(Title: and the Leper comes restored…)

Leper: Father, forgive my endless recriminations.
Those brothers of yours, they call me “The Leper.”

St. Francis: Where do you find sadness for yourself,
When I sing joy?

Leper: I know being hideous well,
I have the same revulsion at myself!

St. Francis: Where do you find fault,
If I open the way to Truth?

Leper: But you are good.
You call me “friend, brother, son”

St. Francis: Where do they find the darkness,
If I bear the Light?
The Light!

Forgive me,
My son.
I have not loved you enough.

Tuesday, June 17, 2008

Catholics capitulating to social liberalism

When considering poll results, it’s important to keep in mind Peter Hitchens’ words on the subject:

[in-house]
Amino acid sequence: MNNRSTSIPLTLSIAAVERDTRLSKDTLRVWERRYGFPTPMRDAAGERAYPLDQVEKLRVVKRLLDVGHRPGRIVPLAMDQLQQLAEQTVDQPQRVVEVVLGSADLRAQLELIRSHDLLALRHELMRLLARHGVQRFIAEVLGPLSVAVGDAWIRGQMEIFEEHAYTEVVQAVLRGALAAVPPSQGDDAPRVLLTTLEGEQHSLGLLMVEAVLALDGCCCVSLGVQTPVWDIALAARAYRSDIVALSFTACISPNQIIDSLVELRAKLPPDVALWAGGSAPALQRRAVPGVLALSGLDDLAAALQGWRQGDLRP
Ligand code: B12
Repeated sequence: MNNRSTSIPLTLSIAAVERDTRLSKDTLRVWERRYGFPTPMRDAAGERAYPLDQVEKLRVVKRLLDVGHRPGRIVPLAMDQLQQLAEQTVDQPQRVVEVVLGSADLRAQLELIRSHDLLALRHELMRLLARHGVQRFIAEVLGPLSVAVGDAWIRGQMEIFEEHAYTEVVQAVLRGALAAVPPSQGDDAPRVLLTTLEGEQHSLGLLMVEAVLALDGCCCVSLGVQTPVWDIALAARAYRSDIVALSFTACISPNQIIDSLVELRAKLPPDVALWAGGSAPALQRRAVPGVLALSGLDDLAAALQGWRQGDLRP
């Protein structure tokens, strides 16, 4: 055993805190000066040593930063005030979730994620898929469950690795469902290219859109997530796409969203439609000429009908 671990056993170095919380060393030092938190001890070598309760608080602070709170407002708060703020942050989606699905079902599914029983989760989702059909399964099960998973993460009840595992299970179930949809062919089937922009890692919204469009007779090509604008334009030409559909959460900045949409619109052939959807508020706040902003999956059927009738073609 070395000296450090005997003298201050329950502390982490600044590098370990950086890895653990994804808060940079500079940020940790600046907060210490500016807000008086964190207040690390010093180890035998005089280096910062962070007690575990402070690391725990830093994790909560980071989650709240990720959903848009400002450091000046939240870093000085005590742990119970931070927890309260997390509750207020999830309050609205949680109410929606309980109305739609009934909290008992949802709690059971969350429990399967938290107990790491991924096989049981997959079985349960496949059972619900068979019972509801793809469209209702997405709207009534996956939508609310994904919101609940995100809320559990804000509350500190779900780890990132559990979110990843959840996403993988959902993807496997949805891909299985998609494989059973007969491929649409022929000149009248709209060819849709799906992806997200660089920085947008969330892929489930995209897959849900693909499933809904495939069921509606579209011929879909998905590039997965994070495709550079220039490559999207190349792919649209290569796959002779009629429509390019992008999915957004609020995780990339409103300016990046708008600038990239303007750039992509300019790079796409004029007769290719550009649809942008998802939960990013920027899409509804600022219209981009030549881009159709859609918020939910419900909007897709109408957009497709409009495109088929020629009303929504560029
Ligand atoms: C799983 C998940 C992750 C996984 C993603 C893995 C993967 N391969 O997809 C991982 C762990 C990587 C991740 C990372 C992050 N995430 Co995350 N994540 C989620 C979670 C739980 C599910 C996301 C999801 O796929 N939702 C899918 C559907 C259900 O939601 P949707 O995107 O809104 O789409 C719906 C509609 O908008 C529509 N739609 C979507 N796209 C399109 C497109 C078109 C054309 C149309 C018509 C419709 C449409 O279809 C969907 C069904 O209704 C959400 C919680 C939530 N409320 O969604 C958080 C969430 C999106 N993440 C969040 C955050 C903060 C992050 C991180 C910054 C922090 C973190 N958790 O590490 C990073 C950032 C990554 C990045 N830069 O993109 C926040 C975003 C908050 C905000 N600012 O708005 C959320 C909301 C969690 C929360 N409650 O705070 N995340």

Polls are now the best way to influence public opinion, largely because they're treated (much like the BBC) as impartial oracles of the truth by most people who read them. As readers of the excellent political thrillers of Michael Dobbs (serialised on TV with the incomparable and much-missed Ian Richardson playing the ultra-cynical politician Francis Urqhart) will know, it’s not quite that simple. Dobbs has one of his characters say (roughly) "The thing you must realise about polls is that they are not devices for measuring public opinion - they are devices for influencing it"… My guess is that political professionals use polls to float ideas, and massage them to try to create swings in opinion from nothing, or amplify small swings into bigger ones, taking advantage of humanity’s regrettable herd instinct and desire to be on the winning side.